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Young Adult Literature: What Does It Tell Youth About Contraceptives?


Jeanne T. McDermott, “Getting It On: An Examination of How Contraceptives Are Portrayed in Young Adult Literature,” Young Adult Library Services (Summer 2011).
The researcher identified twenty-five works of young adult fiction published since 1995, selected for their treatment of sexual themes involving the depiction of contraception.1 Titles were recommended by librarians specializing in young adult literature, or cited in professional journal articles from the fields of youth literature or youth sexuality. Each work was analyzed using a checklist developed from criteria found in publications of the Henry J. Kaiser Family Foundation and the National Campaign to Prevent Teen and Unplanned Pregnancy. Criteria included whether a story’s protagonist discusses contraception with a sexual partner, whether the story informs readers how contraception is acquired and used, and whether contraception is shown to be effective.
Key Findings:
  • Of the thirty-six heterosexual relationships portrayed in these works of young adult fiction, contraception is used at least once in 74% of those relationships.
  • Only 32% of the books provide enough details about contraception to make them helpful informational sources for their intended audience (teen readers).
  • Only 24% of the books portray contraceptive experiences as positive.
Young adult literature remains a powerful part of “the media” which influence and inform young people about sexuality. With the proliferation of e-books, it is likely that young adult fiction will remain competitive with on-line entertainment, video games, music, television, movies, and smart phone applications – that is, with all other media believed by adults to exert positive and negative influences on youth sexual knowledge, attitudes and behaviors. Therefore, young adult fiction provides opportunities to educate young readers in preparation for sexually healthy adulthood. Using contraception effectively is one of the ‘Life Behaviors of a Sexually Healthy Adult’ found in the SIECUS’ K-12 Guidelines for Comprehensive Sexuality Education.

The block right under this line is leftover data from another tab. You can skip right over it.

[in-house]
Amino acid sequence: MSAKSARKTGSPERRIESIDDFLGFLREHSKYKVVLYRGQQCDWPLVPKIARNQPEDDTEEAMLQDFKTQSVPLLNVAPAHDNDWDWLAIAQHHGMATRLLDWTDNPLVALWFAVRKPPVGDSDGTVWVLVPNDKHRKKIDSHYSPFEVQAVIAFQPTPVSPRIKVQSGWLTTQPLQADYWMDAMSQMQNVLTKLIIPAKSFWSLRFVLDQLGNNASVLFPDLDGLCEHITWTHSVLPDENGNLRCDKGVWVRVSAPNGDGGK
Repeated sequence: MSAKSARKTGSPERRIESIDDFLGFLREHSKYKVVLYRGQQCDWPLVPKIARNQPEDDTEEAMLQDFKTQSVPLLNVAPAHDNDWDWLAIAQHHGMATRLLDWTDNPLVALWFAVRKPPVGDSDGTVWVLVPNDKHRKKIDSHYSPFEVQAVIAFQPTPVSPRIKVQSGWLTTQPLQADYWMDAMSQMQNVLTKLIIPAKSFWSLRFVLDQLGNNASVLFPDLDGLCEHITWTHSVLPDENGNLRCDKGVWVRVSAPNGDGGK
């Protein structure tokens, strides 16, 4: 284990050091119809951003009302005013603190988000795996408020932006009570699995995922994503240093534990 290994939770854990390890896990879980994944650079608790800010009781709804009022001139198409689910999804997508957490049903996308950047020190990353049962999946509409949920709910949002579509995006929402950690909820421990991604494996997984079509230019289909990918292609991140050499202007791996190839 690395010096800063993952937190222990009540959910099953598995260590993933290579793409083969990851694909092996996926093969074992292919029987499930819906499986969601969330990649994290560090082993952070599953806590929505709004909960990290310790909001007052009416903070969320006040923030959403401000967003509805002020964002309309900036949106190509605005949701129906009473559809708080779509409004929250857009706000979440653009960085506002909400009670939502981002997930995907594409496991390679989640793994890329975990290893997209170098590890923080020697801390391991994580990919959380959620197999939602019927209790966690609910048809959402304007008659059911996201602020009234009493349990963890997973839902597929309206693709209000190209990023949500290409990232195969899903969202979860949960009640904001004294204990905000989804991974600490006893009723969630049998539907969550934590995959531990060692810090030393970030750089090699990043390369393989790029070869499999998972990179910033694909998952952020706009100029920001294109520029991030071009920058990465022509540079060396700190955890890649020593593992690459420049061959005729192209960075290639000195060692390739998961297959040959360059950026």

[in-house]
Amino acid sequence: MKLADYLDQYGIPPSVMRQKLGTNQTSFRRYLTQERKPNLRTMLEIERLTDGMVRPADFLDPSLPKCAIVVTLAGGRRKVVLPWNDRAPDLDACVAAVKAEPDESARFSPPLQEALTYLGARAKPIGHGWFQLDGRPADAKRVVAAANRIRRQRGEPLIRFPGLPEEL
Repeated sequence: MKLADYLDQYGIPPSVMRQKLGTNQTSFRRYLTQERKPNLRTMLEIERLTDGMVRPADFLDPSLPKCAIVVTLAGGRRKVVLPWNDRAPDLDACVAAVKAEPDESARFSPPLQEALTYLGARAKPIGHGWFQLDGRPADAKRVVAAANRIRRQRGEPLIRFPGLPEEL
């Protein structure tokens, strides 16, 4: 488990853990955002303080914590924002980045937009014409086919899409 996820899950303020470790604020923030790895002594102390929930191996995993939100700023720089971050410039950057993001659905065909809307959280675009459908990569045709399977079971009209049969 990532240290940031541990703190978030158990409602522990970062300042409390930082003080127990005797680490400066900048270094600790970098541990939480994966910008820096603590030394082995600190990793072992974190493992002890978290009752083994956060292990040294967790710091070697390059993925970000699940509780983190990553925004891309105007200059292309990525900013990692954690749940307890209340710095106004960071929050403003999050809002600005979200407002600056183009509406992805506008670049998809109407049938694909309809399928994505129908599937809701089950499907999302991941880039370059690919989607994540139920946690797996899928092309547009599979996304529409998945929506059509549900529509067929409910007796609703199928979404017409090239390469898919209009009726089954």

McDermott’s analysis of 25 works of young adult fiction raises concern that publishers are missing opportunities to inform young readers about the importance of discussing, acquiring, and using contraceptives. Out of three dozen heterosexual relationships depicted in which couples are (or are considering becoming) sexually active, contraception is used only about 3/4 of the time, and its use is expressed in affirmative terms only 1/4 of the time. There is a wealth of possibility for authors and publishers to explore more thoughtful, informative, and affirmative portrayals of contraceptive use in young adult fiction. 
Additionally, more research is needed to understand how young adult fiction portrays contraceptive decision-making among lesbian, gay, bisexual, and questioning (LGBTQ) characters; in real life, LGBTQ youth may actually be at higher risk of causing or experiencing a pregnancy in comparison to heterosexual peers.2 Here again, authors and publishers of young adult fiction may be overlooking opportunities to engage young readers with highly relevant information and skills-modeling not otherwise available at home or in school.
1  McDermott JT (2011). Getting it on: an examination of how contraceptives are portrayed in young adult literature. Young Adult Library Services 9(4): 47-53.
2  Saewyc EM, Poon CS, Homma Y, Skay CL (2008). Stigma management? The links between enacted stigma and teen pregnancy trends among gay, lesbian, and bisexual students in British Columbia. Canadian Journal of Human Sexuality17(3): 123–139.